Lyme disease (North America, Europe, Asia): Lyme borreliosis is a tick-borne spirochete, and though Lyme disease often considered (in the U.S.) as a North American illness, is also found in Europe and Asia. There also are similar tick-borne illnesses. Lyme disease occurs in three stages: (1) Early localized infection is characterized by erythema migrans, i.e., papule or macule expanding to large annular lesion with clearing center or center that becomes indurated or necrotic. (2) Early disseminated infection is characterized by fever with chills, secondary (and smaller) lesions, headache, stiff neck, myalgias, arthralgias, and malaise and fatigue; other neurological signs, and sometimes cardiac problems may also develop. (3) Late persistent infection is characterized by the development of arthritis, chronic synovitis, and other musculoskeletal problems. Central and peripheral nervous system disorders also occur, as well as skin lesions such as acrodermatitis chronicum atrophicans which presents as discoloration and swelling of a distal extremity progressing to a condition resembling localized scleroderma. Diagnosis of Lyme disease is based on exposure and presence of specific symptoms (erythema migrans + at least one late manifestion + laboratory confirmation - usually antibodies by ELISA). Treatment is with oral antibiotics (doxycycline or amoxicillin or cefuroxime axetil or erythromycin for 10-60 days, depending on severity/extent of illness) or, if neurological involvement, with IV antibiotics.

Malaria: See full discussion (Tropical Africa, Asia, South and Central Americas; East China, Middle East): Malaria is caused by the protozoas Plasmodium falciporum, P. vivax, P. ovale, and P. malariae and is transmitted by mosquito bite, parenteral injection, or congenitally. Malaria is usually characterized by sudden onset of high fever, sweating, chills, uncontrollable shaking, headache, and splenomegaly. Fever tends to wax and wane in 48-72 hour cycles, though cycles may be irregular, especially with infection by P. falciporum. Onset may also be insidious, with less dramatic symptoms such as fever, headache, dyspnea, abdominal pain, nausea, diarrhea, myalgias, and splenomegaly. P. falciporum may cause parasitemia resulting in a life-threatening condition characterized by hemolysis, jaundice, anemia, acute renal failure, and hemoglobinuria. Cerebral malaria, also life-threatening, is characterized by gradual onset of severe headache, drowsiness, delerium, and coma. Seizures may also occur and are most common in children. P. faciporum causes death in as many as 25% of untreated cases. Treatment depends on the organism, immune status of the patient, and severity of the attack. Oral chloroquine is a mainstay of treatment except for infection with chloroquine-resistant P. falciporum. P. falciporum presents the greatest challenge because of severity of attacks as well as the existence of multidrug (especially chloroquine)-resistant strains. Combination drug treatment is common, e.g., mefloquine combined with artesunate for multidrug-resistant strains as described in the full discussion.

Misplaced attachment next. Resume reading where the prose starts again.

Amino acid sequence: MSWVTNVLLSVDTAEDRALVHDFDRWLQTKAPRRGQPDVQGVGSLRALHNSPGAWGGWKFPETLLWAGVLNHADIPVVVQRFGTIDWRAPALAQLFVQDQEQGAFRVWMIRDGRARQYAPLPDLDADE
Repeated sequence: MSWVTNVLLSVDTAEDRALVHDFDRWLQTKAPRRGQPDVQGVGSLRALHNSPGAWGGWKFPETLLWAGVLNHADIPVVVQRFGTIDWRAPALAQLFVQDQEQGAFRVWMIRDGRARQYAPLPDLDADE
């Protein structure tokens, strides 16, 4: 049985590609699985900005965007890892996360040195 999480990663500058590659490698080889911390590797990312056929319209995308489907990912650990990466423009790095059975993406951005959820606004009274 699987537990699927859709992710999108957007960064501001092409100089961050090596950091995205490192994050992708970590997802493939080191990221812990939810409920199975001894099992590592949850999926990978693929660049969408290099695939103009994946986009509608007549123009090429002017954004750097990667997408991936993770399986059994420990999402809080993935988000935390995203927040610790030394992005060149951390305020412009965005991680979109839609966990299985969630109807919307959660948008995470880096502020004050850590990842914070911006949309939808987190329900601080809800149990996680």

Plague (Worldwide, but primarily rural and lightly populated areas in undeveloped countries): Plague is an acute febrile zoonotic disease caused by Yersinia pestis, a microaerophilic coccobacillus of the family Enterobacteriaceae. Plague is transmitted primarily by flea (from rodents) bite, but also from direct inoculation through handling infected mammal carcasses or via the respiratory route from infected droplets from a patient with pneumonic plague. The most recent pandemic was in the late 19th and early 20th centuries and resulted in estimated 12,000,000 deaths. In recent years (1970s-1990s), most cases have been reported in Africa, Asia, and the Americas. There are three common forms of plague: bubonic (most common), pneumonic (most rapid and most frequently fatal), and septicemic - with the latter two either primary or secondary to metastatic spread. Plague is manifested by abrupt onset of high fever, severe headache, severe myalgias, prostration, and in some cases, delirium. The incubation period is 2-10 days. An ulcer may develop at the inoculation site. Lymphadenitis is followed by painful, draining bubo(s). Pneumonic plague produces fulminant pneumonitis with frothy bloody sputum and sepsis. Hematogenous spread or septicemic plague is characterized by rapid decline, coma, and purpura - hence the term "black plague." Treatment must be quickly instituted in all cases. IM streptomycin is the first line treatment, though IM or IV gentamicin is frequently used. IV or po tetracycline or doxycycline are also used.

Psittacosis (Worldwide): Psittacosis is Chlamydia psittaci infection contracted from infected birds. Psittacosis is characterized by rapid onset of fever, chills, headache, dry cough, myalgia; and later development of dyspnea and atypical pneumonia. Complications include endocarditis, hepatitis, or neurologic complications. Except for contact with birds, psittacosis is indistinguishable from viral, mycoplasmic, or other atypical pneumonias. Treatment is with tetracycline or erythromycin.